• Trade, transportation, and utilities

Admittedly, none of these strategies are “silver bullets” for solving your recruitment needs. What they are is an important set of trends to keep in mind when searching for talent.

Image above from publicdomainpictures.net

How Much Does a Job Pay in Rochester, NY?

A recent Fox Business article (http://www.foxbusiness.com/personal-finance/2013/11/08/where-are-all-middle-wage-jobs/) raised a concern about growing inequality between people with high-wage jobs and those with low-wage jobs. In Rochester, NY we have lost thousands of well-paying manufacturing jobs in recent years. So we too have reason to wonder, “Where are the middle-wage jobs?”

The CareerBuilder & EMSI Occupational Projections report defines a middle (or medium) wage job as one that pays between $13.84 and $21.13 per hour on average.

The good news locally is that many of those middle-wage jobs are right here at home. An analysis of 73 of the top jobs in the Rochester, NY area reveals that 33% of them fall in the middle wage range. In fact Rochester scored far better than the national average on the Gini index, a major measure of income equality.

Rochester, How Are We Doing on International Trade?

The Brookings Institution just released a report on trade among the largest metro areas in North America. The summary, an interesting interactive map, and a link to the full report can be found at http://www.brookings.edu/research/interactives/2013/metro-north-america.

After attending the Manufacturing in the Empire State summit organized by the Coalition for a Prosperous America yesterday, I was very interested in how well the Rochester metro area is doing on international trade.

So how are we doing? Rochester is ranked 39th out of all US metro areas in trade with Canada and Mexico. Our total trade with North America (exports plus imports) is $3,687 million. And 58% of Rochester’s trade with North America is in advanced industries—aerospace, automotive, electronics, machinery, pharmaceuticals, and precision instruments.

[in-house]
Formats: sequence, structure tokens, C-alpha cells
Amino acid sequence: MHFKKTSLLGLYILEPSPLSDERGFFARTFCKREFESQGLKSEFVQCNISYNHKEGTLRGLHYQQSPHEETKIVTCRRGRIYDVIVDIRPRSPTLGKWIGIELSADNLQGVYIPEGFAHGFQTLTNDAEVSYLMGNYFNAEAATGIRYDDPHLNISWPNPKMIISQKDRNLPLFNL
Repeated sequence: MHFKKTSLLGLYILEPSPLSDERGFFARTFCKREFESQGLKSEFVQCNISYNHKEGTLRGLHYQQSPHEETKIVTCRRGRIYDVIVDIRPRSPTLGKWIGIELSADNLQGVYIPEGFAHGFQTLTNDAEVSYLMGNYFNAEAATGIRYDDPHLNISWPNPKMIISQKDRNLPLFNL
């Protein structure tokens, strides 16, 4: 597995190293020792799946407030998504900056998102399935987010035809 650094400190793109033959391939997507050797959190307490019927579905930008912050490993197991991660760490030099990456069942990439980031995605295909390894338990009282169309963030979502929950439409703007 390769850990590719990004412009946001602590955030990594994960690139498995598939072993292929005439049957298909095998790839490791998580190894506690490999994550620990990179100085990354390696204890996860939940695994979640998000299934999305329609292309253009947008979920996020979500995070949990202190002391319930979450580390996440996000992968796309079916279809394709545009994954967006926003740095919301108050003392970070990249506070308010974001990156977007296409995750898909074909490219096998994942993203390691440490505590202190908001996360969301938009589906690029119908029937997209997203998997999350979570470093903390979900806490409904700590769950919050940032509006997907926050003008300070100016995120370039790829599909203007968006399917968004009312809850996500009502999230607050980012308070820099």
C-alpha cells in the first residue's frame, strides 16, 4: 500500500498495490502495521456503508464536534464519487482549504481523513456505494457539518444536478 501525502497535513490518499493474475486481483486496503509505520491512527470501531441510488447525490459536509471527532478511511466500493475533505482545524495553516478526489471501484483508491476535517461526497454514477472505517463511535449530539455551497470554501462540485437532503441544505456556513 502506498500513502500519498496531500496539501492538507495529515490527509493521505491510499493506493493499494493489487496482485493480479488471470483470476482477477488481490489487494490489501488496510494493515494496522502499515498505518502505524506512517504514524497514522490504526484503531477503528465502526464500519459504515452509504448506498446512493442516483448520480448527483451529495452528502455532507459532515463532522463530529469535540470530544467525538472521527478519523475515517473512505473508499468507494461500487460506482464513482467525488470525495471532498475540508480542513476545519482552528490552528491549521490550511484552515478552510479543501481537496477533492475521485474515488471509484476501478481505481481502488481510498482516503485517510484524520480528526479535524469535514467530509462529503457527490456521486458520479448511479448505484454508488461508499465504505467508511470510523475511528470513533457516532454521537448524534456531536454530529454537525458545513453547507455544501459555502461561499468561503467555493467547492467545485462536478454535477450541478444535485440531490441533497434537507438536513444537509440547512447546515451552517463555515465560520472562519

Importantly, what does the report not tell us? It does not tell us Rochester’s balance of trade with North America. In other words, are we a net exporter or importer of goods and services? If we extrapolate from the data given on trade with both countries in the top five commodities, it appears that we have a small trade surplus within North America. Our larger surplus with Canada seems to more than offset our deficit with Mexico.

Here is a summary of the most heavily traded commodities. Rochester’s greatest trade advantage with both countries is in the manufacture of chemicals and plastics. We have a surplus in precision instruments, with all of the advantage from trade with Canada. Our trade surplus with Canada in machinery and tools is more than offset by our deficit with Mexico. Areas of significant disadvantage include energy products (Canada) and electronics (Mexico).

Finally, Rochester’s trade with North America accounts for only 25% of our total trade. And the federal government does not collect data on imports at the metro area level. As far as I am aware, we have no way of measuring our balance of trade with the rest of the world.